When it comes to Cinco de Mayo, Americans are scratching their heads as they raise their bottle of cerveza, News Radio 1200 WOAI reports.
A survey done by NationalToday.com shows that only 10% of Americans know why Cinco de Mayo is celebrated.
But despite that, 70% of Americans will celebrate Cinco de Mayo today, by eating Mexican food (59%), drinking margaritas (32%) and celebrating Mexican culture (32%).
39% of Americans think Cinco de Mayo is Mexican Independence Day, while 26% think its a 'celebration of Mexican-American culture.
Actually, it celebrates the victory of Texas native Gen. Ignacio Zaragosa's victory over the Imperial French in the Battle of Puebla on May 5, 1862.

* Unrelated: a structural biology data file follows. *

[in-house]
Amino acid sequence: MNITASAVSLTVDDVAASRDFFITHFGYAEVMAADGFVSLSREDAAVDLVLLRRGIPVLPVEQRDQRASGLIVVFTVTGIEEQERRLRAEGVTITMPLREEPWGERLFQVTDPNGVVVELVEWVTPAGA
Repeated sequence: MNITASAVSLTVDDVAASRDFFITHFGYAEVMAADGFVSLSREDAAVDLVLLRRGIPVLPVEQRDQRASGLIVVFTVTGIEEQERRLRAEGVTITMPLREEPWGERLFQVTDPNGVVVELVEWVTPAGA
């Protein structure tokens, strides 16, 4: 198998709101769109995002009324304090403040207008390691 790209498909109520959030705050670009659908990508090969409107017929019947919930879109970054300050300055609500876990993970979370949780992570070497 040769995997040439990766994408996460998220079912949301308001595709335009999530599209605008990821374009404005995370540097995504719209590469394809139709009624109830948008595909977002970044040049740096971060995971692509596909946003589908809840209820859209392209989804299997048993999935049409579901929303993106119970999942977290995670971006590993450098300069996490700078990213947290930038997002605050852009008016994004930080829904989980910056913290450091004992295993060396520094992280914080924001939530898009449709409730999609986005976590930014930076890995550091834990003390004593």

The French invaded Mexico after new President Benito Juarez suspended debt payments to European creditors, including France.
Acutally, the Spanish and the English participated in the invasion, but French Emperor Napoleon III had his eyes on Mexico as a French colony, and his army alone marched toward Mexico City, where a heavy rain helped the Mexican army defeat the invaders.
It was only a short-lived victory, as France returned one year later and placed Austrian Duke Maximilian on the Mexican throne as Emperor Maximiliano. His reign lasted less than four years, before forces loyal to Juarez defeated the Emperor's forces at the Battle of Santiago del Queretaro, and Maximiliano was executed.
It was the last European attempt to establish colonies in the Americas.